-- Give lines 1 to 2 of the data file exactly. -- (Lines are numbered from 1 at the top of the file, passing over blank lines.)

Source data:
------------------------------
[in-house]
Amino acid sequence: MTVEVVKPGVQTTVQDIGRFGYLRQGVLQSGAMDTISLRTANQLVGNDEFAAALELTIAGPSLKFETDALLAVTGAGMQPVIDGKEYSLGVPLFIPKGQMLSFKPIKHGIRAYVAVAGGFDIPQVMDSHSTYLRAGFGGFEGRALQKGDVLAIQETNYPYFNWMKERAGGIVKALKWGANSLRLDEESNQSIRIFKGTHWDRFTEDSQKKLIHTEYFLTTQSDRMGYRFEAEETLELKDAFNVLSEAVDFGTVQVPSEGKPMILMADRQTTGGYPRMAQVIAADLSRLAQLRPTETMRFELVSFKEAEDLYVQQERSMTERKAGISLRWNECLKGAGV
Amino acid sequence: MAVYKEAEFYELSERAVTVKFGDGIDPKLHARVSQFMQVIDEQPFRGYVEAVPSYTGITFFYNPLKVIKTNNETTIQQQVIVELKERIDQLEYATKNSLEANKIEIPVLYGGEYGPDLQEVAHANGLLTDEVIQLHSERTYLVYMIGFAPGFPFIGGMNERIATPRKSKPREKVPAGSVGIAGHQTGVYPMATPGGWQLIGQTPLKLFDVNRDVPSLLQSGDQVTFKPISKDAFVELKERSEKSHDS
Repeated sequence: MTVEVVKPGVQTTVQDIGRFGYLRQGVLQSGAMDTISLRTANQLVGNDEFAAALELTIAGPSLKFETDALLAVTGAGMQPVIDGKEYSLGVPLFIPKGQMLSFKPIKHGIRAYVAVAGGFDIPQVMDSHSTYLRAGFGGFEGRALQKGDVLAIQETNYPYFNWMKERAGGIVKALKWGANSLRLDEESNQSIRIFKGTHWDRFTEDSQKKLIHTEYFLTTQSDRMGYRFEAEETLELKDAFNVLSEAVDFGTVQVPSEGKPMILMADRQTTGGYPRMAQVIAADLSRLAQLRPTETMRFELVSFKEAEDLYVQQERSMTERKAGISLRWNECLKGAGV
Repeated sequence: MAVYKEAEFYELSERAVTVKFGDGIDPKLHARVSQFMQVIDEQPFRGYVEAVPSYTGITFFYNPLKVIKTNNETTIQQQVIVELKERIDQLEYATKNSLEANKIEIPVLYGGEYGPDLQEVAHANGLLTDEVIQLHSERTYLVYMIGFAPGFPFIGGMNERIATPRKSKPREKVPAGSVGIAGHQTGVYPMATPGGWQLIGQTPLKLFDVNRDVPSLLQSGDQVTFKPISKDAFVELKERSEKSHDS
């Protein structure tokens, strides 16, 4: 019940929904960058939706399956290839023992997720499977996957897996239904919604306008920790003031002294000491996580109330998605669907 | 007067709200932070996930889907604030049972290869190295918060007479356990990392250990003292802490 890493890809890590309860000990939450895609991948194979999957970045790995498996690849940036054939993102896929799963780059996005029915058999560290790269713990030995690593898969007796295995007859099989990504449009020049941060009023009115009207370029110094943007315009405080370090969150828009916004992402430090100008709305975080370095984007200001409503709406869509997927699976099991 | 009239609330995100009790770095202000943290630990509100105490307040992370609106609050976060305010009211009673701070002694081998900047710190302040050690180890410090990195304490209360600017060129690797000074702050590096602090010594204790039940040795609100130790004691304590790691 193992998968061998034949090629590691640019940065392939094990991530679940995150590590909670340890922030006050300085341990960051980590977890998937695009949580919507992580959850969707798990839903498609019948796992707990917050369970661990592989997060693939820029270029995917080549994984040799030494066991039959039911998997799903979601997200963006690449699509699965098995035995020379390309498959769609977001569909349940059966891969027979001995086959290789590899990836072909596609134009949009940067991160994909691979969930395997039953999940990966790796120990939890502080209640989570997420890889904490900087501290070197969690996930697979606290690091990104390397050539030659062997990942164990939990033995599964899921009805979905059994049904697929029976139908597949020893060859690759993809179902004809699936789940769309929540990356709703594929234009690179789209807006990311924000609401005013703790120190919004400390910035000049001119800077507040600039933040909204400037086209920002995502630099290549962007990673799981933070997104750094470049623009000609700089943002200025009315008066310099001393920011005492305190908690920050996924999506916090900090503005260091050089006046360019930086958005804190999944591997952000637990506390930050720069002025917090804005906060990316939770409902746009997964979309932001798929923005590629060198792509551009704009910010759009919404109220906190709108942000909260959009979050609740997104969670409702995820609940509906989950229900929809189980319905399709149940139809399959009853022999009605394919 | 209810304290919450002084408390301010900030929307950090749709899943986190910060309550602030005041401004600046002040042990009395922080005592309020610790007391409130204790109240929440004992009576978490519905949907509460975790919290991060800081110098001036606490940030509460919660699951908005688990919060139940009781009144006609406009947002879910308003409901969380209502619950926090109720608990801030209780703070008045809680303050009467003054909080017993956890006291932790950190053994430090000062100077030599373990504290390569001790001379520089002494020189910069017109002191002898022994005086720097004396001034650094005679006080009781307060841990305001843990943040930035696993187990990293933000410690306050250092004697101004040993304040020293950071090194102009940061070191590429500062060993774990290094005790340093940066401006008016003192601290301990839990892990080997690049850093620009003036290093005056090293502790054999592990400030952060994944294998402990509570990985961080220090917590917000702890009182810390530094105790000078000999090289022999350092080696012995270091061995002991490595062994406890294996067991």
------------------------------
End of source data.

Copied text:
[in-house]
Amino acid sequence: MTVEVVKPGVQTTVQDIGRFGYLRQGVLQSGAMDTISLRTANQLVGNDEFAAALELTIAGPSLKFETDALLAVTGAGMQPVIDGKEYSLGVPLFIPKGQMLSFKPIKHGIRAYVAVAGGFDIPQVMDSHSTYLRAGFGGFEGRALQKGDVLAIQETNYPYFNWMKERAGGIVKALKWGANSLRLDEESNQSIRIFKGTHWDRFTEDSQKKLIHTEYFLTTQSDRMGYRFEAEETLELKDAFNVLSEAVDFGTVQVPSEGKPMILMADRQTTGGYPRMAQVIAADLSRLAQLRPTETMRFELVSFKEAEDLYVQQERSMTERKAGISLRWNECLKGAGV